I finally broke my slumber, rolled out from the hug of a soft bed and wondered down for the free motel breakfast… You know the one, rubbery scrambled eggs, greasy bacon, biscuits and grey gravy the consistency of runny jello with a thin yellow film gleaming under the glow of heat lamps, tubes of sugar disguised as breakfast cereal and the crowd pleasing make your own waffle station. The guys had been down there for hours discussing my pied piper tendencies and their inexplicable desire to accompany me along this journey, regardless of how ridiculous it might get at times.
Well into the central Utah section of the back country discovery route, the threat of rain is gone and sun is smiling down on us. Ninety degrees in the shade, if there was any shade and we were still two hours away from reaching noon. Leaving behind a short stretch of highway, the route returns to dirt entering the canyons where breeze is forbidden as we enter the oven.
Even in the 100 degree heat, life abounds. Lizards, snakes and turning the corner a pair of big horn sheep dance from ledge to ledge on the canyon walls. This land is hard to describe. The landscape feels foreign and familiar at the same time. Hostile and welcoming but mostly unbelievably hot. I have a desire to just sit and stare in an attempt to make sense of the canyon’s confusing power… But Moab remains a long ways away calling our name.
The route that once twisted and turned through the canyons has now stretched out straight as far as the eye can see. Yes our FJC has air conditioning, but standing in solidarity with the Other Paul in his D90, we left the windows down and embraced the hot breeze that streamed in as we moved down the trail. Dust devils dance across the land and the smell of sage filled the cabin as we drive the route.
The Utah Backcountry Discovery Route takes you to places you will be hard pressed to find on your own. The route brought us through the flat sage, over several sets of hills and into another amazing canyon. The scene turned from brown to a Christmas red. Floor to ceiling the dirt and walls were a new shade of fire engine red. Not the dull brick red that I knew from Oklahoma, but a crimson that puts a Dexter blood spatter scene to shame. We motored along slowly soaking in the brilliant color. A small creek that meandered through the length of this red paradise seemed to lower the temperature with water showering the side of the rig as it crossed our path every 1,000 yards.
We made camp in the heart of Moab. Soft sand surrounded by large slick rocks defined the camp ground with only a single, roofless outhouse that made no distinction between men and women. We set up camp knowing this would be home for two nights. With time and the early evening sun on our side, we pulled out all the stops to display our colors as we established Kamp Karma. The word “slickrock” was derived from early settlers whose metal-shod horses found the expanses of barren rock slick to cross. Off roaders, mountain bikers, and hikers find just the opposite since when dry, the naked sandstone is as coarse sandpaper and easily climbed.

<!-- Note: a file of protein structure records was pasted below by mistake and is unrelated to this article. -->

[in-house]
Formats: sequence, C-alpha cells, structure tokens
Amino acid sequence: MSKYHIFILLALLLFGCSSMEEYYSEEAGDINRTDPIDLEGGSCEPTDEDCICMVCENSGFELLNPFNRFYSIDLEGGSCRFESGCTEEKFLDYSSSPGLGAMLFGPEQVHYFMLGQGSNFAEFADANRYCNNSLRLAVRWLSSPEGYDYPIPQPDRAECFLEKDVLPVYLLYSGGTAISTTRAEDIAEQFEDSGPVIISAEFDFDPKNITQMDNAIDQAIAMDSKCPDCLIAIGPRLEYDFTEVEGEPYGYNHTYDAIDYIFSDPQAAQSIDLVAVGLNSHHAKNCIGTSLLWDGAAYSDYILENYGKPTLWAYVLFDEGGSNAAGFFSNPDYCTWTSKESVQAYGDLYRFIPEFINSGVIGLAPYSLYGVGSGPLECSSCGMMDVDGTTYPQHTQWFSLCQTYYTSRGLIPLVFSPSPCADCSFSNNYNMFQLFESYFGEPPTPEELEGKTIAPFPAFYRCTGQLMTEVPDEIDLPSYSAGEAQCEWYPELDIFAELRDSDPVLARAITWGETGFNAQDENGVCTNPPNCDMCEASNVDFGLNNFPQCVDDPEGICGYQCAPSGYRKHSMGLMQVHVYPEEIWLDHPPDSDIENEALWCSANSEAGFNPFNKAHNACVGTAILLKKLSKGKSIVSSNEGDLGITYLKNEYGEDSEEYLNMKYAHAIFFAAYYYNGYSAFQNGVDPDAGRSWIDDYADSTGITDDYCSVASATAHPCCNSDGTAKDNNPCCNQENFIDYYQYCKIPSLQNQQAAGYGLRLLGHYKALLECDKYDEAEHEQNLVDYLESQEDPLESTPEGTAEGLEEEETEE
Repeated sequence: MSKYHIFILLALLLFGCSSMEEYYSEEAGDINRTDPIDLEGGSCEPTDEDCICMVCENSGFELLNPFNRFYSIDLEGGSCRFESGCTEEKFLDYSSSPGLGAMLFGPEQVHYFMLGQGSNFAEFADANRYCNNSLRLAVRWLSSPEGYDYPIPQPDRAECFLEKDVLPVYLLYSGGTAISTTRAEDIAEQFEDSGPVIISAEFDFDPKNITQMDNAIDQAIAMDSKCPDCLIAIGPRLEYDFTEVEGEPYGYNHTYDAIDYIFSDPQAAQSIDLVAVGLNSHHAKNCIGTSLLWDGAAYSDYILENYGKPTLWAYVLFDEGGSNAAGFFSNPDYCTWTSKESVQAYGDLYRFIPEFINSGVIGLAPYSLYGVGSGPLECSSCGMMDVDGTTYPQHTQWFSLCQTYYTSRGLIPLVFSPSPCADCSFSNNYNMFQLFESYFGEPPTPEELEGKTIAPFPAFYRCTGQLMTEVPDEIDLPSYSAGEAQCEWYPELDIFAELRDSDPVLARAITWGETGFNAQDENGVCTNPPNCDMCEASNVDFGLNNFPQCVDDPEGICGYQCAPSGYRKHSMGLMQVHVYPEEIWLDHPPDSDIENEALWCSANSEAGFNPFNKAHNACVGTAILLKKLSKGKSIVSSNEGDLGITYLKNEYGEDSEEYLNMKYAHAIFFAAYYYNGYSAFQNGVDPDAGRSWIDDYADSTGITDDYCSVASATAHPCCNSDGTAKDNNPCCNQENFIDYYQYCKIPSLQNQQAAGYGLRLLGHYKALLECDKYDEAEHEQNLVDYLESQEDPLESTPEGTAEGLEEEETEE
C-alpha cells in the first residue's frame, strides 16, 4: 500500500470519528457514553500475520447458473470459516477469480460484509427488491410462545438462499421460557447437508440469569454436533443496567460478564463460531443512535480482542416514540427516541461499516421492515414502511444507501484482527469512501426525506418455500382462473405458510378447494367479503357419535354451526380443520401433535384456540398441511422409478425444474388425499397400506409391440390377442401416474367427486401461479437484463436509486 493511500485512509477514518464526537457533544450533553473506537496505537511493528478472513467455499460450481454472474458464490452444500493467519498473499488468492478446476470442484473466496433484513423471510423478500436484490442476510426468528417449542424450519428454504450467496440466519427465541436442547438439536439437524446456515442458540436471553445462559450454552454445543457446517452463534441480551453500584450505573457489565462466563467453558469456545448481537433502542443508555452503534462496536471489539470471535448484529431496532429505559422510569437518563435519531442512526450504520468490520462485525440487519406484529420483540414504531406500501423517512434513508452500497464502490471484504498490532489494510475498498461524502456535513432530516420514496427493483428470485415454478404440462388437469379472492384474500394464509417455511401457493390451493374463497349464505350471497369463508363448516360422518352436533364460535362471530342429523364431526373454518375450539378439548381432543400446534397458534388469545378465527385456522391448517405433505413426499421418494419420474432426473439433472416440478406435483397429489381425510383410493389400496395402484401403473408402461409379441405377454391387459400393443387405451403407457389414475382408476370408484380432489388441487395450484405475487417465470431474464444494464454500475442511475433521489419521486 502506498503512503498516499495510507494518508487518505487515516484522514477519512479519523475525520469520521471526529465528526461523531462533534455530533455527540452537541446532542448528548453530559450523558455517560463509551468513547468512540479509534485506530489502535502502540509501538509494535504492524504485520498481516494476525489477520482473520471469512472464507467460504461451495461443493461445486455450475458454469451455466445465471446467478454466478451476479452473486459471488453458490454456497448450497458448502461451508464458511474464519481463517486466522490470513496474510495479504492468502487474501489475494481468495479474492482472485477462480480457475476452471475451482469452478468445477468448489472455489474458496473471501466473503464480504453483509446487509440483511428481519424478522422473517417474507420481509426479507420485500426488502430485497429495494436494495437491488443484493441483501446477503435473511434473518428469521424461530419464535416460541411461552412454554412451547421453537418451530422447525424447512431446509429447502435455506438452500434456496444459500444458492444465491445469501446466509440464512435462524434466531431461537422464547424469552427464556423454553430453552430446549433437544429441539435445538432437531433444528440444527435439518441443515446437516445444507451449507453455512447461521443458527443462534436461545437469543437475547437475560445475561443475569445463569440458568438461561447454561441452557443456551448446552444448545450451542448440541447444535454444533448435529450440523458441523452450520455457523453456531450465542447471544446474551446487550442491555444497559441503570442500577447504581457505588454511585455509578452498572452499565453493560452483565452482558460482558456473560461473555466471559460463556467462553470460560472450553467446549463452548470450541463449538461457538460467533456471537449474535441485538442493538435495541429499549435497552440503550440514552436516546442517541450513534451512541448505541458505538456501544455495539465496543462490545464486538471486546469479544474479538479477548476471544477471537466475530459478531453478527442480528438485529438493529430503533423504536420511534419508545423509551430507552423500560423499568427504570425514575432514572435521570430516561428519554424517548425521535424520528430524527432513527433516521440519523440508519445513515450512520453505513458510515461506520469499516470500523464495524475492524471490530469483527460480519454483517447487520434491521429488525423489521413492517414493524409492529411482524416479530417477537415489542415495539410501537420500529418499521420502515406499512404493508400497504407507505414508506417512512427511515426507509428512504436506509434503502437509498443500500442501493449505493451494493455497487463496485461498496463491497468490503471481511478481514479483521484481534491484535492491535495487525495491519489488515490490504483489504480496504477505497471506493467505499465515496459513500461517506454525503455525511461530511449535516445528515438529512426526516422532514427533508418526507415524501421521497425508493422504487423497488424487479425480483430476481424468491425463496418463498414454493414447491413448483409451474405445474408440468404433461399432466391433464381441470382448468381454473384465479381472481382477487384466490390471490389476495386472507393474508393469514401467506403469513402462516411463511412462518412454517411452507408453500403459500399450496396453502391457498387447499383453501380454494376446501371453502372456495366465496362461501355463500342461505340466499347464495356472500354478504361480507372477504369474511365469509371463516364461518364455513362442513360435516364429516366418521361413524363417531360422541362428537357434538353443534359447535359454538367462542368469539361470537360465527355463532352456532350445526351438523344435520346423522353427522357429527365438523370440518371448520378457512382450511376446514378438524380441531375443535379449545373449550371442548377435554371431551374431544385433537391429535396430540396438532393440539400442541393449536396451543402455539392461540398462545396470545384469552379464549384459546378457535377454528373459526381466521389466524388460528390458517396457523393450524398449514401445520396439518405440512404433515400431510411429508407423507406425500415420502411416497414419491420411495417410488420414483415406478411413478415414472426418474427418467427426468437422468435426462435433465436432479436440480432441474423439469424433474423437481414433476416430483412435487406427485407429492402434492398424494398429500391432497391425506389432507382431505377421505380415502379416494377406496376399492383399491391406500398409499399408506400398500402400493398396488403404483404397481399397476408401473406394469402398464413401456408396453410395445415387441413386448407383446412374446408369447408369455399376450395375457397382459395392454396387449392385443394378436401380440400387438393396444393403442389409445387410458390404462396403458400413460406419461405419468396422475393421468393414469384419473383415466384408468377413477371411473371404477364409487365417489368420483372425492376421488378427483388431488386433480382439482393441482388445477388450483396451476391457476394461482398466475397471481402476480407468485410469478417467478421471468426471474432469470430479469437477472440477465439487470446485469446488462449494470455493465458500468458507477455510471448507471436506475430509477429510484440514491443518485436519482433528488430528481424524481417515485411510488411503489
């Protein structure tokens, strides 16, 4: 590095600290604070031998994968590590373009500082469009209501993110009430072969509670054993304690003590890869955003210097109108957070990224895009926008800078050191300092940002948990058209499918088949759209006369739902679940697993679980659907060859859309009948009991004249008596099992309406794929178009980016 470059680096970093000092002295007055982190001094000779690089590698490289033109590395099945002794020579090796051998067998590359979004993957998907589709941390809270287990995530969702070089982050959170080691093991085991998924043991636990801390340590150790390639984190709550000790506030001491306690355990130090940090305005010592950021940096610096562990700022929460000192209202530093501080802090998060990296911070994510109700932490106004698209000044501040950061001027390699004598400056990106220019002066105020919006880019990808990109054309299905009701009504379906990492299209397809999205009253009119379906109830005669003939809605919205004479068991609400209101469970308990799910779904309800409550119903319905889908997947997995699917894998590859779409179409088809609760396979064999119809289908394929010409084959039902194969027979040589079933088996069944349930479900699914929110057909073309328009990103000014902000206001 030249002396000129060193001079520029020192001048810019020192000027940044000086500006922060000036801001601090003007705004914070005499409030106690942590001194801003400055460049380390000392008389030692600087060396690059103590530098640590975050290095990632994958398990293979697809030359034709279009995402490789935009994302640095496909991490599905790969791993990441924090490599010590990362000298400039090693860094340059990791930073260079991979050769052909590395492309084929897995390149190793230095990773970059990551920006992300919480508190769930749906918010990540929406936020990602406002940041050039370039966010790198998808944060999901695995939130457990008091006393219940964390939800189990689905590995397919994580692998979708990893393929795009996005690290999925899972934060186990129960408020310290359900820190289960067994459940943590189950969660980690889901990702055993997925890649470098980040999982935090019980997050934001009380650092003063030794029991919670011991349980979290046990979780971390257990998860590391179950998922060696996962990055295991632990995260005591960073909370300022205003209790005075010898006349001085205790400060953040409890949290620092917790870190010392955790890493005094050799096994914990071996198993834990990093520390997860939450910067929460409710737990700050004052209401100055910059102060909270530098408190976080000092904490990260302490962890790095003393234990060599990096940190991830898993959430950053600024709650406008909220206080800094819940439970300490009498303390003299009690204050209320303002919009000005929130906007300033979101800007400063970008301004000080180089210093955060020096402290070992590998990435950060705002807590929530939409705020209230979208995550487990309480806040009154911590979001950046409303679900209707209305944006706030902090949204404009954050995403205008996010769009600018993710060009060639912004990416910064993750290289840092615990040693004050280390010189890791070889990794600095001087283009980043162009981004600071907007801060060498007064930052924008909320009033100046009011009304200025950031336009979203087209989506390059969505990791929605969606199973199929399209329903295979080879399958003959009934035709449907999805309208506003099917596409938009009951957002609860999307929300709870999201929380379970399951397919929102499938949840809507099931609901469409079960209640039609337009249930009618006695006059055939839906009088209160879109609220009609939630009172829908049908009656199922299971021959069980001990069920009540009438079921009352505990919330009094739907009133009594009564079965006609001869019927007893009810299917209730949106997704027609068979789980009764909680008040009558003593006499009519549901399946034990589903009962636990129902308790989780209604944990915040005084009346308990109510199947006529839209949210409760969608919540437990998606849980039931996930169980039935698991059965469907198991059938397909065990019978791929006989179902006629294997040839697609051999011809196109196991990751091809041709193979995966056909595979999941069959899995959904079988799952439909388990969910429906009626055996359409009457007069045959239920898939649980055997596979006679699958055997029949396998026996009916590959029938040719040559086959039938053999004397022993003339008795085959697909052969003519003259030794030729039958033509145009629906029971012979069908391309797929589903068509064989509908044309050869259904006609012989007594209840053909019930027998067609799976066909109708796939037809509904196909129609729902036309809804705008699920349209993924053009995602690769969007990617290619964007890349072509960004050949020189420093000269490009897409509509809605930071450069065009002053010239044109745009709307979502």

The day’s heat had taken its toll on the team. After cleaning up our dinner mess, the guys decided to leave me and an armada of dive bombing bugs circling the lantern, for the comfort of their bed rolls. While the guys snoozed in their racks, I worked deep into the night: editing photos, recording notes on the day and posting a few highlights on Facebook to let everyone know we were still alive, despite a close encounter with a very large black scorpion only minutes earlier.
Work complete, still wide awake and looking to put some distance between the scorpion, I hiked up one of the slick rocks behind camp to take in the night stars. Stretched out on my back, the taste of midnight and a fine cigar still on my lips, the texture of her voice the loudest sound in my head and a million points of starlight pricking my skin. I laid there contemplating my place in a universe spread out before me in the dark. Life is a series of small moments that we cannot hold onto but this night, like so many before, will be carried forever in my heart.
Walking back down to camp in the dark I felt the rush of knowing tomorrow we’ll get a chance to test steel and skill. Tomorrow we wheel Moab.
2 thoughts on “New Definition of Red – Day 6 UTBDR”
Is part of or any of the trail rated? I’m a new FJ owner and I want to do this so bad! I can probably go around some optional routes but was wondering if you coul give a summary at the en of maybe the hardest obstacle and maybe the highest rating difficulty on unavoidable parts of the trail. I’ve got a 4×4 TT with armor so, wondering if I coul make it lol. Jesmor3 in the Blue Room.
great question… We’ll be publishing exactly the information you’re asking for in the next issue of FJ Cruiser Magazine. In the mean time… This is a good route for an average driver in a stock FJC.